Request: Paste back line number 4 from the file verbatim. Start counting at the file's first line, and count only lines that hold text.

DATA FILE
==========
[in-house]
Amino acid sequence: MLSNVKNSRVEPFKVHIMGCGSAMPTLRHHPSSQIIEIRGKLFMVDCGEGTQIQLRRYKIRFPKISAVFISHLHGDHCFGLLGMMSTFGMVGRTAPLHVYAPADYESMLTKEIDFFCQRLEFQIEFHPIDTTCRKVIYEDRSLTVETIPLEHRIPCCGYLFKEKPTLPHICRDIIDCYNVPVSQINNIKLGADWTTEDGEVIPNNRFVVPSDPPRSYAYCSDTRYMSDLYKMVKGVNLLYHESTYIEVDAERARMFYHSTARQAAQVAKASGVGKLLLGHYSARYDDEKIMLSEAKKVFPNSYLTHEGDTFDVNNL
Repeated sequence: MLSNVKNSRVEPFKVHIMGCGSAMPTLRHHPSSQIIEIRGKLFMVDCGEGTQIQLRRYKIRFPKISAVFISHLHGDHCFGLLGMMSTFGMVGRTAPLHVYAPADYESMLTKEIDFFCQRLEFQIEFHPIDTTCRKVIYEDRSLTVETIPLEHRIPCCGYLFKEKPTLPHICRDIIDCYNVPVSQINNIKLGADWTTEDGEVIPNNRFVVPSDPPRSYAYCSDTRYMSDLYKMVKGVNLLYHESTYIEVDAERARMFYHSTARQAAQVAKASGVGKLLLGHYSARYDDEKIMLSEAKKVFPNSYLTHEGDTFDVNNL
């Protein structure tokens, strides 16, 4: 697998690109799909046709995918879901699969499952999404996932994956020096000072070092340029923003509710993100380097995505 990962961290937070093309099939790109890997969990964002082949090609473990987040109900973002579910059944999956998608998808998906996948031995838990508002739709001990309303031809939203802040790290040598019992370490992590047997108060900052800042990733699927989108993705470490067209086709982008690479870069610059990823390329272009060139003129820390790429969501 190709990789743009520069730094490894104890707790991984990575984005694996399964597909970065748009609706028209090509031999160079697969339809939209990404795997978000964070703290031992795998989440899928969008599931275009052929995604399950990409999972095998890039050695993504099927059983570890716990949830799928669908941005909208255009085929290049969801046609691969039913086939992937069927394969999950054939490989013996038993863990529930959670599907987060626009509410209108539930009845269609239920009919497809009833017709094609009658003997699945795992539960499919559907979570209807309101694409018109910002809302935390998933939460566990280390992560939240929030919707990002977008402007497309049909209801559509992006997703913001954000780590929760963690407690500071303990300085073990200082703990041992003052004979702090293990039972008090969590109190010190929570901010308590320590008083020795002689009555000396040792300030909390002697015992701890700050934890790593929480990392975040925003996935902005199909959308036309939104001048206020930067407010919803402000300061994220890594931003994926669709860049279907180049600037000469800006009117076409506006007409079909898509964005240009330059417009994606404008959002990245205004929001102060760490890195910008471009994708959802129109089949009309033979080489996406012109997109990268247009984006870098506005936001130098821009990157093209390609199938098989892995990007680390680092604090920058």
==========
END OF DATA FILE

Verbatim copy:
């Protein structure tokens, strides 16, 4: 697998690109799909046709995918879901699969499952999404996932994956020096000072070092340029923003509710993100380097995505 990962961290937070093309099939790109890997969990964002082949090609473990987040109900973002579910059944999956998608998808998906996948031995838990508002739709001990309303031809939203802040790290040598019992370490992590047997108060900052800042990733699927989108993705470490067209086709982008690479870069610059990823390329272009060139003129820390790429969501 190709990789743009520069730094490894104890707790991984990575984005694996399964597909970065748009609706028209090509031999160079697969339809939209990404795997978000964070703290031992795998989440899928969008599931275009052929995604399950990409999972095998890039050695993504099927059983570890716990949830799928669908941005909208255009085929290049969801046609691969039913086939992937069927394969999950054939490989013996038993863990529930959670599907987060626009509410209108539930009845269609239920009919497809009833017709094609009658003997699945795992539960499919559907979570209807309101694409018109910002809302935390998933939460566990280390992560939240929030919707990002977008402007497309049909209801559509992006997703913001954000780590929760963690407690500071303990300085073990200082703990041992003052004979702090293990039972008090969590109190010190929570901010308590320590008083020795002689009555000396040792300030909390002697015992701890700050934890790593929480990392975040925003996935902005199909959308036309939104001048206020930067407010919803402000300061994220890594931003994926669709860049279907180049600037000469800006009117076409506006007409079909898509964005240009330059417009994606404008959002990245205004929001102060760490890195910008471009994708959802129109089949009309033979080489996406012109997109990268247009984006870098506005936001130098821009990157093209390609199938098989892995990007680390680092604090920058």